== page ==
Research shows that Galápagos tortoises are keystone species of their ecosystem, as they have a major impact on the structure and composition of the vegetation. They maintain open areas within forests and dense vegetation by grazing and by simply moving through their environment as minor bulldozers, thus – by thinning the understory vegetation and letting more sunlight in – they provide suitable habitat for many endemic plant species. They also play an important role in the dispersal and germination of seeds: they eat large amounts of plant matter that they deposit during their long distance migrations.
In 2010, 39 sterilized hybrid tortoises were released to Pinta to help to restore the ecosystem to its original condition before human’s arrival. Hopefully someday the conservation efforts to revive the Pinta Island tortoises will be successful and there will be a breeding population on the island again.
Description: Galápagos tortoises are the largest living terrestrial turtles, though their size varies across the islands/races significantly. Male individuals of the larger bodied species can reach up to 1.85 meter length and weigh over 400 kg, but the smallest one – native to Pinzón Island (Chelonoidis duncanensis) – measures only around 75 kg and 60 cm. Regarding its size, the Pinta Island tortoise was probably closer to the smaller end of the scale: Lonesome George weighed around 85-90 kg.
Galápagos tortoise with domed shell, the ancient carapace form characteristic to species from more humid islands
©Copyright Aki Sasaki / CC BY-NC-ND 2.0
The carapace morphology of the Galapagos tortoises is quite diverse, the species can be distinguished based on the shape and details of their shell. There are two main varieties: the domed shell – probably the original form of their ancestor – is characteristic for populations inhabiting larger islands with humid highlands where abundant vegetation is available easily near the ground all year; the saddleback form with proportionally longer necks and limbs is common in smaller islands where the arid zone is the main habitat, providing more limited resource of food in the dry season. The raised front opening of the carapace with the longer neck is thought to be an evolutionary response that enables the tortoise to extend its head up higher to reach the leaves and shoots of trees and cactus pads. Domed tortoises tend to be also larger in size than saddle-backed species. The Pinta Island population belonged to the saddle-backed variations: as Pinta is not high and large enough – maximum altitude is 777 meters, area 60 km2 – to have a fully developed, rich cloud forest of Scalesia; the island’s humid zone is rather limited in area and native tortoises had to adapt mainly to the limitations of the available vegetation in the arid zone.
Galápagos tortoise with saddleback shell, characteristic to populations from more arid islands like Pinta Island
©Copyright Andy Kraemer / CC BY-NC 2.0
Galápagos tortoises are herbivores; feeding huge amounts of grasses, leaves, cactus pads and every kind of fruits available. They have a very slow metabolism and are able to store significant amount of moisture and fat in their body and thus endure longer periods without water or food. Being cold-blooded animals, they adapt their daily routine to the ambient temperature of their environment. They bask 1-2 hours in the heat of the sun before they start their foraging tour; and in the hot season they have a ‘midday nap’ resting in the shade or half-submerged in muddy wallows trying to keep cool.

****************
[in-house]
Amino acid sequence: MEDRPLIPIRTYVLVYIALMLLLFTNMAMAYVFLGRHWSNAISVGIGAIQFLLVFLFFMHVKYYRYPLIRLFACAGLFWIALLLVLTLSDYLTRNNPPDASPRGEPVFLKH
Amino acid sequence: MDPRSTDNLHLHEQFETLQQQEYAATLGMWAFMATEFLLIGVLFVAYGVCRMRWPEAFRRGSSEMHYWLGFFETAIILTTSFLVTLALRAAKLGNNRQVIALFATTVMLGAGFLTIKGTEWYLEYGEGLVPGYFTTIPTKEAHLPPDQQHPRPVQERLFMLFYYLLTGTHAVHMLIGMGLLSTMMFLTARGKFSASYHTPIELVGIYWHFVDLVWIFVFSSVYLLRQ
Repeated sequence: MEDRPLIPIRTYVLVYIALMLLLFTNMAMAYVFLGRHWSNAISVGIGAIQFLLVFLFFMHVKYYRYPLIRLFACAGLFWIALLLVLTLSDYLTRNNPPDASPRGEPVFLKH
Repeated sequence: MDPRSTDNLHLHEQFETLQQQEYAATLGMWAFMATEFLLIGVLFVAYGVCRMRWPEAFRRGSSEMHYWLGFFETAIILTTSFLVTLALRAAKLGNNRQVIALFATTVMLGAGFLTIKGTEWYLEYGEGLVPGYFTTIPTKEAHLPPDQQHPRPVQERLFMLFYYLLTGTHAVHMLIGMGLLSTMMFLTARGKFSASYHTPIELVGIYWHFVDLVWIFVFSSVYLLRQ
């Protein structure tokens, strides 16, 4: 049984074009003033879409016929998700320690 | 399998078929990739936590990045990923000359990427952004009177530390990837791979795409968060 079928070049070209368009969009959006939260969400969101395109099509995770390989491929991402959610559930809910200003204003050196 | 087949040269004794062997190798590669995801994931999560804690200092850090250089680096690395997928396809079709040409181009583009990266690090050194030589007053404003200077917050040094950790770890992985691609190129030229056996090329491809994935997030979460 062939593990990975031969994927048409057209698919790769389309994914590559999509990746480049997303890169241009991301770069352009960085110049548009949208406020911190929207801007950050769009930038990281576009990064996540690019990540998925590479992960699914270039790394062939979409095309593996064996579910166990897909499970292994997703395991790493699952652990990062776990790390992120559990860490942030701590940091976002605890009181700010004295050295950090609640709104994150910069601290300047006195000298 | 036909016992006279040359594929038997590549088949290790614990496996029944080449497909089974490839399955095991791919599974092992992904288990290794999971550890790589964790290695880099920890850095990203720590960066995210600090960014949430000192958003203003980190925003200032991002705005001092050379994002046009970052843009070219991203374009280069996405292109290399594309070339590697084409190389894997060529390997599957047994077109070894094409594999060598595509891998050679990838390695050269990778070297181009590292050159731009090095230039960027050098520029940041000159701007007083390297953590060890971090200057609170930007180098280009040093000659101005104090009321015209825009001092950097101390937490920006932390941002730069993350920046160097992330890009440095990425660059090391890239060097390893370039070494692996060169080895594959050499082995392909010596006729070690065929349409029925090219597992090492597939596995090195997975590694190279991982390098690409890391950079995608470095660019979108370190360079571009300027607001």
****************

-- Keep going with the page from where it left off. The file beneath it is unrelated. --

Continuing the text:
Galápagos tortoises resting and cooling in a muddy pool
Galápagos tortoises mate primarily during the hot season – the process is quite cumbersome because of the huge, heavy shells – then females migrate to dry, sandy nesting areas to lay their eggs. The female tortoise prepares a nest by arduously digging a hole with her hind feet and seals the nest with a muddy plug above the hard-shelled, billiard ball sized eggs. For saddle-backed tortoises the average clutch size is 2-7 eggs, hatching after a four to eight months incubation period. Hatchlings measure only about 50 g and 6 cm; it can take several weeks for them to dig their way to the surface where they face severe hazards of the unfriendly environment. However, once they manage to survive the first 10-15 years, they grow big enough to have no natural predators and can easily live over 100 years.
At least that’s how it was before human’s arrival…since then, introduced feral rats, cats, dogs and pigs have been a constant threat to the eggs and young tortoises. On Pinzón Island, most of the hatchlings had been killed by rats for centuries until only about 200 old adults remained. In 2012, the invasive rodent population was eradicated and 2 years later the first newly hatched tortoises were reported from the island…
Cause of extinction: Ironically, the major cause of the demise of the Galápagos giant tortoises was their amazing adaptation that once helped their ancestor to reach the archipelago on the currents and colonize the islands – the ability to survive without water of food for up to a year. From the discovery of the archipelago in the 16th century, whalers, fur hunters and pirates frequently used it as a base for restocking; taking hundreds of tortoises on board as living meet and water supplies for their long journeys. Exploitation increased in several waves during the centuries; in addition, the original ecosystem of the archipelago also had to face the usual threats islands experience with human invasion: introduction of alien predators (rats, cats, dogs, pigs), grazing competition (goats, cattle), and the degradation and loss of habitat caused by the growing agricultural activity.
Hopefully the still extant Galápagos tortoise populations will HAVE a future…
The Pinta Island tortoise poster at the top of this post is available in my store on Redbubble, with design variations more suitable for apparel and other products. My whole profit goes to the Sea Shepherd to support their fight to protect our oceans and marine wildlife.